Time-lapse: Happy Mother’s Day!

Well, I am a people watcher reporting from the bleacher seats! And last weekend I watched a crowd of graduates which included Frood,¹ process their way into an auditorium, receive their diplomas, and process their way back out.

I recorded time-lapse videos of the event — the crowd is in place, the chairs fill; the chairs empty, the crowd pours out. The view from the bleacher seats. Parents, grandparents, siblings, friends, the all of us smooshed into a ceremony in celebration of a major milestone and achievement!

Enjoy! Or not …

I was interrupted during the filming of the procession out, but smacks! Look at that crowd in the bleachers on the other side of the auditorium MOVING on OUT, that yellow of the empty seats pops!

¹ Frood is still not her real name.

The screen between us.

Given to reflection today, I think back on the days of my youth when personal wireless communication devices were a chimerical badge on a Star Trek uniform. And to show you pictures, I found this wonderful to-get-lost-in history of cell phone technology development: 1938 to 2010.

The pictures are a story! Batteries the size of backpacks, Maxwell Smart shoe-size phones, a communication range of a few miles, flip phones; a walk down memory lane with Blackberries, Palm Pilots, and Smartphones, oh no! Just look at all the memory contained in our pockets and our connectivity. We can reach out to our screens and touch almost anyone and everyone anywhere.

Mesmerized as we are by all this sci-fi techno-magic development, that is not the point to consider.

Today, if we see a stranger in anything which looks like distress, we assume they have at their disposal a cell phone and a connection to a lifeline. They can phone a friend. They do not need us. And nine-one-one (‘911’) is always a last resort. We need not pay much attention or take action. Strangers we remain.

We can all carry on about our day connected, just not connected here, to each other in any way other than for observation.

Contrast this to the telecommunication of my youth. One needed pocket change, a dime or a quarter, to use a pay phone in a booth or on a wall. Or you needed access to someone who had a phone plugged into a wall to call and talk to your lifeline — a friend, a parent, a relative.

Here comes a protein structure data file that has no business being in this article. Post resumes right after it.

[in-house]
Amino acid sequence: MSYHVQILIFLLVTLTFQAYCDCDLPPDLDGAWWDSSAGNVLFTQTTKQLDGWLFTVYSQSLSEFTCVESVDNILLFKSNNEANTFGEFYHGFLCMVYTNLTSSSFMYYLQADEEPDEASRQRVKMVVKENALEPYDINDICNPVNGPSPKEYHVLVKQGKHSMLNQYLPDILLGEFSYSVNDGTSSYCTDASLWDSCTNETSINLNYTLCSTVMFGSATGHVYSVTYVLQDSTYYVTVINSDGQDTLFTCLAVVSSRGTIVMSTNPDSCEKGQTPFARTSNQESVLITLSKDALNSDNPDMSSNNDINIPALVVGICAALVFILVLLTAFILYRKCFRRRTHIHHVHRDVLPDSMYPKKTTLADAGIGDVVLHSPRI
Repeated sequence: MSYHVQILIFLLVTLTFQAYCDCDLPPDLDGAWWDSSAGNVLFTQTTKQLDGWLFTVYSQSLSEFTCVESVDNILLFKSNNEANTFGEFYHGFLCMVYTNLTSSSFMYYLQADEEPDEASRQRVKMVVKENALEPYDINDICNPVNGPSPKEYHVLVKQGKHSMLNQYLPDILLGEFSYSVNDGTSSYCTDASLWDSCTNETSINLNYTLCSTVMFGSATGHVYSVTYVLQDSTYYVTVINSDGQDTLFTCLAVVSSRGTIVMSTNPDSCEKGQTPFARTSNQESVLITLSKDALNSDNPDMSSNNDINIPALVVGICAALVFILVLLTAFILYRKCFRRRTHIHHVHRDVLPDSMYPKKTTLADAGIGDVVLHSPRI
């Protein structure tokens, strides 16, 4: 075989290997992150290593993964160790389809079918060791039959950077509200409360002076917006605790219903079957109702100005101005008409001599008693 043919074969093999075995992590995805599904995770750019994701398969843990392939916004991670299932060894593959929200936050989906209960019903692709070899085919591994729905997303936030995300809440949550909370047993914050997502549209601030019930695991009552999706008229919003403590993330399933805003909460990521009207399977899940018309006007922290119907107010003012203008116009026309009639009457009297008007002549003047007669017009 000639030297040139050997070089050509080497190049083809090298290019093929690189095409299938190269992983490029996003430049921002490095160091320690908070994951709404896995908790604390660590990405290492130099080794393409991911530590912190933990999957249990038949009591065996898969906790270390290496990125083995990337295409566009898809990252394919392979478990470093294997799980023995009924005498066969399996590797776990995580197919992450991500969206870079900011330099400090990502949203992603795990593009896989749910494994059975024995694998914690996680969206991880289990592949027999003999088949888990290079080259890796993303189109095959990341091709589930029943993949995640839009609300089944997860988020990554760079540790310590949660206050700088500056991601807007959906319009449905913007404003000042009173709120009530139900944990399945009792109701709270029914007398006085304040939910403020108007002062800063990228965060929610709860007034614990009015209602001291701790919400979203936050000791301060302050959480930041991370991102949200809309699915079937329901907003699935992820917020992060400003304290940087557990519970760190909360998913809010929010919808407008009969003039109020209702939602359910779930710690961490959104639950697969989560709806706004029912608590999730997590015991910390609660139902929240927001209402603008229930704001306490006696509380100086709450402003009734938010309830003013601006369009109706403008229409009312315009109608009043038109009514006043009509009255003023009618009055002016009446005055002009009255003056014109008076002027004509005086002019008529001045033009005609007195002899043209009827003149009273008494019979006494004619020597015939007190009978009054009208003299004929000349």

And texting? Pssht. Texting was not even on my imagination’s radar as anything I’d ever want or need.

And so I wonder at what is subtracted from our public discourse by the assumption that everyone is teleconnected¹ to their lifeline? How much chillier is a society to real and present danger as a result of the desirability and the ability to disconnect from each other, from strangers, from events in real-time? I mean, let’s face it, it is comfortable for me to be out and about and not have to look out for … you.

And then on the flip side of the teledisconnection¹ coin,  I marvel and wonder at the happenings we chose to record with all our pocket memory! Funny videos, tragedies puny and large, misbehaviors, law-enforcement, law-breakers, forbidden sneakily recorded events  … oh, it’s a long list.

And we humans love to watch. We love to watch each other. Just not so much without the benefit of a screen …

Between you and me.

¹ Word mash-up: teleconnected (verb)

telecommunications (tele): “communication over a distance by cable, telegraph, telephone, or broadcasting.”

connected (connected): “bring together or into contact so that a real or notional link is established.”

And so I can’t believe that no one has put these two words together, and prove me wrong, but, teleconnected: connected by telecommunication devices.  

Example: The Prescedense is teleconnected to Twitter through a personal hand-held device.

² Word mash-up: teledisconnection (verb)

telecommunications (tele): “communication over a distance by cable, telegraph, telephone, or broadcasting.”

disconnection (disconnection): “the act of detaching one thing from another.”

Teledisconnection: detached from telecommunications.

Example: Teledisconnection of the Prescedense from his Twitter account could restore some normalcy to the communications expected from the office of POTUS.


The paradox of a tattoo.

The definition of a paradox (noun): “a situation, person, or thing that combines contradictory features or qualities.”

And so we are mesmerized considering the paradox inherent in a skin tattoo.

Although you should love a tattoo design and consider its placement carefully before you get inked — it is part of you for the rest of your life, don’t worry too much.  We don’t live forever.

Tattoo: “permanent artwork on a temporary canvas.”

– Viva E.

News peak cacophonous writer’s block.

I love the name ‘Viva Escritora.’ A live writer. A lively scribbler.

And then things get tricky.  While writing looks like banging out letters at a keyboard or picking up a pen and scribbling away on paper, it is the thinking behind the typing, behind the scribbles which is where the word ‘writer’ gains gravitas.

Everyday there is a new peak in events every where all over and we must have an opinion and we must word our opinions strongly and we should type and push ‘publish’ but then there is so much to opinionize on and we can’t figure out what is most important because there is so much choice between injustices to be angry at or developments to be thoughtful about or intriguing trivia and on and on and so we step away from the keyboard because we are confused. We are blocked. We set the pen down.